Julia Gillard proudly watched on as her official portrait was unveiled at Parliament House on Wednesday, just days after current PM Scott Morrison issued a national apology to those who fell victim to horrendous abuse in their youth – the result of a royal commission Gillard ordered during her time in office.
The 57-year-old former politician beamed with happiness as the striking artwork was revealed to the crowd, depicting her with a steely gaze and subtle smile.
Taking to the microphone on stage, she admitted she was initially hesitant to agree to the portrait – but it was a cheeky staff member who eventually changed her mind. Having then decided to do it, she said she wanted to ensure it was different to the PM portrait that came before her to represent how different her leadership was at the time.
“For me, being in Parliament House was always about purpose, it was about policy, it was about getting big things that mattered done for the nation,” she said, according to The Guardian. “I was always less attracted with the pomp that goes with being in a place like this, and I put in my mind getting my portrait done in that category of pomp and ceremony, and I wasn’t particularly interested in doing it.”
She reportedly added: “Finally, there was a day when Nina, who works in my office, came to me with a very serious expression on her face saying, ‘You know, you ought to get that portrait done before you look a hell of a lot older than you did when you were prime minister!’
“To the younger MPs in the house, you may have heard about staff that give you frank and fearless advice, that’s all in capital letters and underlined. Frank and fearless – it’s not frank and fearless until you’re winded by it. When Nina said that I thought, yes, I really should get this done.”
While Gillard admitted she would have liked the portrait to capture her top moments in politics, from negotiating the National Disability Insurance Scheme to the sleepless nights she suffered while debating the royal commission into child sexual abuse, she settled with it being “different”.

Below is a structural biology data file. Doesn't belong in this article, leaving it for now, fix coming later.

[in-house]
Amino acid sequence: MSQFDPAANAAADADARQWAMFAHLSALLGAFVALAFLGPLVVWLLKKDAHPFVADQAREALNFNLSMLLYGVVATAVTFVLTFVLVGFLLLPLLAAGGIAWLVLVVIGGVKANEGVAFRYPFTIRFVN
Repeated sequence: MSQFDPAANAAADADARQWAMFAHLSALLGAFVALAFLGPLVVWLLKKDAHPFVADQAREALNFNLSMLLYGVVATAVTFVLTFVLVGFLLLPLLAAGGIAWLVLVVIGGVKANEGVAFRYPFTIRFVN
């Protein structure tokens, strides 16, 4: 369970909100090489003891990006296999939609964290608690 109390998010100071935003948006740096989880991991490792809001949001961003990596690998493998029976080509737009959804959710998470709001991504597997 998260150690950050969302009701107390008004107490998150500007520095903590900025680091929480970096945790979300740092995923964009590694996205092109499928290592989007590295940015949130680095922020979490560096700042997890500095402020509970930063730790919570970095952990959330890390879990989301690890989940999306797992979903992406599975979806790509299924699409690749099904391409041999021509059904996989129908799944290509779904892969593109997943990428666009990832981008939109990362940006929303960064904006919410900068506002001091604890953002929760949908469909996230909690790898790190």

“I decided that there was one story I did want to tell. That I was different to every other prime minister who came before me in this place,” she reportedly concluded.
Sure enough, it was praised online by fellow politicians. Labor’s Andrew Leigh wrote: “Julia Gillard’s PM portrait. As with the subject, it’s unlike any of its predecessors. #auspol.”
Meanwhile, Labor MP Rob Mitchell simply added: “Sensational.”
It comes after Morrison’s national apology to those who fell victim to horrendous abuse in their youth following the Royal Commission this week. Gillard, who ordered the national inquiry in 2012, was in the lower house and penned a moving opinion piece for the Sydney Morning Herald ahead of his public address, in which she described the apology as “overdue”.
“The apology being delivered today to survivors of institutional child sexual abuse is an overdue acknowledgement,” she said. “Finally, the nation is saying we see you, hear you, believe you, value you and we are sorry.
“Today’s national apology is about more than just the word ‘sorry’. The institutional failures and cover-ups that compounded and prolonged the suffering of victims are a stain on our country’s history. While we cannot fully erase the pain of the past, we can help to ease its burden.
“My hope is that today stands as an important milestone on the journey of healing and reflects our commitment to walk forward hand-in-hand with survivors. I also hope it is a moment when we all commit to doing everything possible to prevent this dreadful systematic abuse of children’s trust ever happening again.”